Thanks Rick for the fantastic instruction. We all learned a lot!

Next week, Garnet Clews is our guest presenter. Garnet asks you to bring 70 denier olive thread, thin resin like Loon Flow or something similar, thin brown thread (the thinner the better) and a nail knot tool!

Turn the fly 90 degrees to install the hackle.

Klinkhammer Special (Originator: Hans van Klinken)

Hook: Klinkhammer Style or Mustad C49s
Thread: UTC 70 color to match
Post: Polypropelene Yarn-color to suit visibility
Body: Natural Fur
Rib: Optional: wire or tinsel
Thorax: Peacock herl
Hackle: Dry Fly grade: grizzly, brown or dun

Extended Body Mayfly (green, brown drake, hexagenia)

Hook: Curved Scud Hook
Thread: UTC 70 color to match
Post: Polypropelene Yarn-color to suit visibility
Body: 2 mm sheet foam, cut strips 3-4mm in width
Rib: Tying Thread
Tail: 4-5 black or natural pheasant tain fibres
Thorax: Peacock herl
Hackle: Dry Fly grade: grizzly, brown or dun
Markers: Waterproof to add maottling

Two examples of drakes tied with deer hair bodies.


This brown ate a brown drake imposter!

Brown Drakes

Perfectly Tied Jecinda

Doug with a perfectly tied brown drake!

Oh Garnet!


Tuesday, March 7, 2023

Thanks to Eugene, Jecinda, Willy, George, Garnet and their Helpers at the Sportsman Show

The Red Deer Sportsman Show was this past weekend. I was away but Willy organized an army of volunteers to help with fly tying demonstrations. The gang even got many of the attendees to tie their first flies. This is outstanding positive public relations for our club! 

I wanted to give a huge shout out to the volunteers. I know that Willy spearheads the effort to make this weekend a success. Well done everyone!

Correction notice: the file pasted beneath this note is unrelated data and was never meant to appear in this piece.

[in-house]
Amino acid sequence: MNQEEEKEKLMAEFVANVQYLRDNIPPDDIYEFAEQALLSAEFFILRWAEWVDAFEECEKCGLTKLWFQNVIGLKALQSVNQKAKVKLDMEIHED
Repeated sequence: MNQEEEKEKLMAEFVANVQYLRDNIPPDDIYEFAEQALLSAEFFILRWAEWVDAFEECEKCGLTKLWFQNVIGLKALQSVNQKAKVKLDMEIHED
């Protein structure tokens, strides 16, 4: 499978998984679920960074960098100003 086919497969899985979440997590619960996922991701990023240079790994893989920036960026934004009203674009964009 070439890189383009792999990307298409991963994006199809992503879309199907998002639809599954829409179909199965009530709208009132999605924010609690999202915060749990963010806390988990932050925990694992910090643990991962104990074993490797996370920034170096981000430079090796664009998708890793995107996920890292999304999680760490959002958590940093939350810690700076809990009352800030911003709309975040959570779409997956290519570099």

Monday, March 6, 2023

Some Excellent Chironomid Patterns to Add to Your Fly Box

Chironomids are a staple for all stillwater fly fishers. There are so many chironomid patterns out there. Many tyers will gear their patterns to match the colours of their local chironomids. Tonight we took a look at 4 great chironomid patterns. The blue dun thread chironomid, two antistatic chironomids and a basic black and red chironomid where we blended threads.

Here are some places you can buy precut Antistatic Bag (there are definitely other sources too) Tonight we used .5mm antistatic strips:

5. Contact: Heidi Barby on Facebook

Next week, Rick Miyauchi is our guest tyer. Rick is going to be tying some extended body mayflies. Bring a long needle that is not too thick (sewing needle). I think we will also be tying some parachute flies. See you next week!

Adult chironomids


Blue Dun Chironomid (BC FlyGuys)

Hook: 1760 size 14
Bead: Black, 3/32nd
Gills: Unistretch
Rib: UTC 70 thread
Body: Blue Dun Thread 8/0
Collar: Burnt Orange UTC 70

Black and Red Chironomid with Blended Thread

Hook: 1760 sizes 16-12
Bead: White 3/32nd
Thread: UTC Black and Red 8/0
Rib: Red wire extra small